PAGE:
TL;DR: In a longitudinal study of patients with NAFLD, fibrosis stage, but no other histologic features of steatohepatitis, were associated independently with long-term overall mortality, liver transplantation, and liver-related events.

2,061 citations

Journal ArticleDOI
14 Aug 2003-Nature
TL;DR: An astonishing variety of natural photonic structures exists: a species of Brittlestar uses photonic elements composed of calcite to collect light, Morpho butterflies use multiple layers of cuticle and air to produce their striking blue colour and some insects use arrays of elements to reduce reflectivity in their compound eyes.
Abstract: Millions of years before we began to manipulate the flow of light using synthetic structures, biological systems were using nanometre-scale architectures to produce striking optical effects. An astonishing variety of natural photonic structures exists: a species of Brittlestar uses photonic elements composed of calcite to collect light, Morpho butterflies use multiple layers of cuticle and air to produce their striking blue colour and some insects use arrays of elements, known as nipple arrays, to reduce reflectivity in their compound eyes. Natural photonic structures are providing inspiration for technological applications.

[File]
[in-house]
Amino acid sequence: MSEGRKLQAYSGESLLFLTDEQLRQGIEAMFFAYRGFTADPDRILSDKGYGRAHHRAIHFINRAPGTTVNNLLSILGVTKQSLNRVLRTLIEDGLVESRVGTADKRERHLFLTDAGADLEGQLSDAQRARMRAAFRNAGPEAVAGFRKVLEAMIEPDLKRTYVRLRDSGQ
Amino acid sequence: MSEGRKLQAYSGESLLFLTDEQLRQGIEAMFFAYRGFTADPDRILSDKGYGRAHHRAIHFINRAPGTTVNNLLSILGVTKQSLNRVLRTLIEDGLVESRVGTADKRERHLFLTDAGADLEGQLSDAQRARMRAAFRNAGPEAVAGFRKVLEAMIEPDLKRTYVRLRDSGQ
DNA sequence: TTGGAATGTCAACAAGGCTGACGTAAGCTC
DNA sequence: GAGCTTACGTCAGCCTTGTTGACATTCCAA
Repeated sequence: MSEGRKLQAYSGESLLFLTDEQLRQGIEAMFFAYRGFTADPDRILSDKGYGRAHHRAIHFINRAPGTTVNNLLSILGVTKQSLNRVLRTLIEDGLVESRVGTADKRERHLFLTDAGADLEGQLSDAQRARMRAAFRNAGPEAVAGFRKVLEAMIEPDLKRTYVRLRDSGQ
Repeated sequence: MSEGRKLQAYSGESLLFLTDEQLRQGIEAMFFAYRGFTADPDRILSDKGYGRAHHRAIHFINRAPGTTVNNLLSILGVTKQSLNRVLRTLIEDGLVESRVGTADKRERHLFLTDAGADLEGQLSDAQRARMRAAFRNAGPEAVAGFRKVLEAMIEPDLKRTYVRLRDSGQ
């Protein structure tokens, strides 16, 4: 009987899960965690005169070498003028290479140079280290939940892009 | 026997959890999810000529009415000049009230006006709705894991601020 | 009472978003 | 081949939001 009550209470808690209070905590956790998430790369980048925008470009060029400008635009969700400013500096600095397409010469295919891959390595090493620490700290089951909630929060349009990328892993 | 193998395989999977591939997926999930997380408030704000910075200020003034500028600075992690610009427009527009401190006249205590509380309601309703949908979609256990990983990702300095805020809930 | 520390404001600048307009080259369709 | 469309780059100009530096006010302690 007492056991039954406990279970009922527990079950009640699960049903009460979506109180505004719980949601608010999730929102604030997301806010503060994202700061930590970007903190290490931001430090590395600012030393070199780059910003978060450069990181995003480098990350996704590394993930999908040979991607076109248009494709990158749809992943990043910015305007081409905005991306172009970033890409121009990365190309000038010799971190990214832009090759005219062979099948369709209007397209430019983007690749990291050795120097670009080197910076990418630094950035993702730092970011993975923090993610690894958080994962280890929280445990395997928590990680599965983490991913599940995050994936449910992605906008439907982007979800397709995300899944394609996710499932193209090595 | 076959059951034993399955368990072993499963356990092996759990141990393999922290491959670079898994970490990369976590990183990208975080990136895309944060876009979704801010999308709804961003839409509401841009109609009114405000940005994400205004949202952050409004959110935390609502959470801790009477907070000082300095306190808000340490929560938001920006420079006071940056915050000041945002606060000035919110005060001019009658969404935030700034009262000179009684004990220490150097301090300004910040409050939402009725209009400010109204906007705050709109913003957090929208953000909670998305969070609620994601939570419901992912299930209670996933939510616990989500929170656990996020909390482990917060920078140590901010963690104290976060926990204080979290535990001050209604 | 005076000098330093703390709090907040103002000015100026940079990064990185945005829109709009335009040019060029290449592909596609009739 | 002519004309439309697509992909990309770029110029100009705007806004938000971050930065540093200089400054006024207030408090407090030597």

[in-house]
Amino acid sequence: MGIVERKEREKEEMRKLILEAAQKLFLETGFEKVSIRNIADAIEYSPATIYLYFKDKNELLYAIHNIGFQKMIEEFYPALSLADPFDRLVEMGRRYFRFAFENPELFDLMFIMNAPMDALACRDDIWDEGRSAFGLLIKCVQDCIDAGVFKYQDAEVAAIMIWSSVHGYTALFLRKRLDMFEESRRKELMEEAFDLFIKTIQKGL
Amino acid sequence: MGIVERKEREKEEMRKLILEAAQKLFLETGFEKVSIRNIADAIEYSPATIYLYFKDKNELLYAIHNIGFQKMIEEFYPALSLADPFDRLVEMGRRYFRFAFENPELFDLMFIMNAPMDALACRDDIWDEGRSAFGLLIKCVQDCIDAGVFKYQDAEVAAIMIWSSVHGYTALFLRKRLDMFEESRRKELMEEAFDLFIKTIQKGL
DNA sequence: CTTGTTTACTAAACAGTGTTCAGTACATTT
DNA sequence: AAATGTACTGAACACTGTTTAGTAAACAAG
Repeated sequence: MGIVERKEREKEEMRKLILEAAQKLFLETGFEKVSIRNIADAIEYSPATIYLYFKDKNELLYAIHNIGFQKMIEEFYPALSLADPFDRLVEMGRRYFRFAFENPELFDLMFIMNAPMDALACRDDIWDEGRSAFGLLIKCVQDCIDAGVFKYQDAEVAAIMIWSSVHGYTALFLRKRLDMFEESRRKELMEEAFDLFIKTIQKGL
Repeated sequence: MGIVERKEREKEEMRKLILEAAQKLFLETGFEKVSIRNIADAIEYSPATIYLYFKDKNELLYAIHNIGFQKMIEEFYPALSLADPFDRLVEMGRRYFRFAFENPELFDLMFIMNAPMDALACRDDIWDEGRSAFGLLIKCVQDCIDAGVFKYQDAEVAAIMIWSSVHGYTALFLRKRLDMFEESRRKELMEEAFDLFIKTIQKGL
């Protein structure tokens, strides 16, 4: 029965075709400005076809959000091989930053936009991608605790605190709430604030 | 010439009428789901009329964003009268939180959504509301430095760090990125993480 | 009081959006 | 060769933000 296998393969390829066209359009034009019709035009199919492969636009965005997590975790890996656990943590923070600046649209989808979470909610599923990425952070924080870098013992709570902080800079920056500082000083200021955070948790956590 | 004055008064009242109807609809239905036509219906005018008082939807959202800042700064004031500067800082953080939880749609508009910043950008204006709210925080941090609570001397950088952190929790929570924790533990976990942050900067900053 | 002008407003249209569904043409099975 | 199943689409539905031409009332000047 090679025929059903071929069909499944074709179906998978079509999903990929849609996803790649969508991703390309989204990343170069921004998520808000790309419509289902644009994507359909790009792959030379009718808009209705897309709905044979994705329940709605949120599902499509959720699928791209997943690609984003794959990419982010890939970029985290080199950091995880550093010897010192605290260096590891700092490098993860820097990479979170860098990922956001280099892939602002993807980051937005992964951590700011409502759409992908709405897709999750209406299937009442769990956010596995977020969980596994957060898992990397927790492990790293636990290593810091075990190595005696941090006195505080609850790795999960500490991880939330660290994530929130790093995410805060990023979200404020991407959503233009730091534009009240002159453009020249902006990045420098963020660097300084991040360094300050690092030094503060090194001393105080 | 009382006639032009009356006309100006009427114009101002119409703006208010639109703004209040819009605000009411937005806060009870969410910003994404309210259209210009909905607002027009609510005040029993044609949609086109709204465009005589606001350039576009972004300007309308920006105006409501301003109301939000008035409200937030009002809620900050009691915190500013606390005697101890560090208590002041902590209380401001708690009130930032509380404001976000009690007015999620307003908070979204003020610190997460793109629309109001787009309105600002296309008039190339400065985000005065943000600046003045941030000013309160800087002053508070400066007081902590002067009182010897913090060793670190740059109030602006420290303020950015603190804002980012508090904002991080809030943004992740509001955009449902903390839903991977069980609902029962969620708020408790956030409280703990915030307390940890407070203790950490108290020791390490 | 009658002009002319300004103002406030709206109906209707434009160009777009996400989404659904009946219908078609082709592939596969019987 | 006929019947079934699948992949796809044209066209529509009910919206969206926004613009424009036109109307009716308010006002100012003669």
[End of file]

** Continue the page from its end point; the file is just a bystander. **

1,698 citations

Journal ArticleDOI
18 Apr 2003-Science
TL;DR: The sequencing of complete genomes provides a list that includes the proteins responsible for cellular regulation, but this does not immediately reveal what these proteins do, nor how they are assembled into the molecular machines and functional networks that control cellular behavior.
Abstract: The sequencing of complete genomes provides a list that includes the proteins responsible for cellular regulation. However, this does not immediately reveal what these proteins do, nor how they are assembled into the molecular machines and functional networks that control cellular behavior. The regulation of many different cellular processes requires the use of protein interaction domains to direct the association of polypeptides with one another and with phospholipids, small molecules, or nucleic acids. The modular nature of these domains, and the flexibility of their binding properties, have likely facilitated the evolution of cellular pathways. Conversely, aberrant interactions can induce abnormal cellular behavior and disease. The fundamental properties of protein interaction domains are discussed in this review and in detailed reviews on individual domains at Science's STKE at http://www.sciencemag.org/cgi/content/full/300/5618/445/DC1.

1,489 citations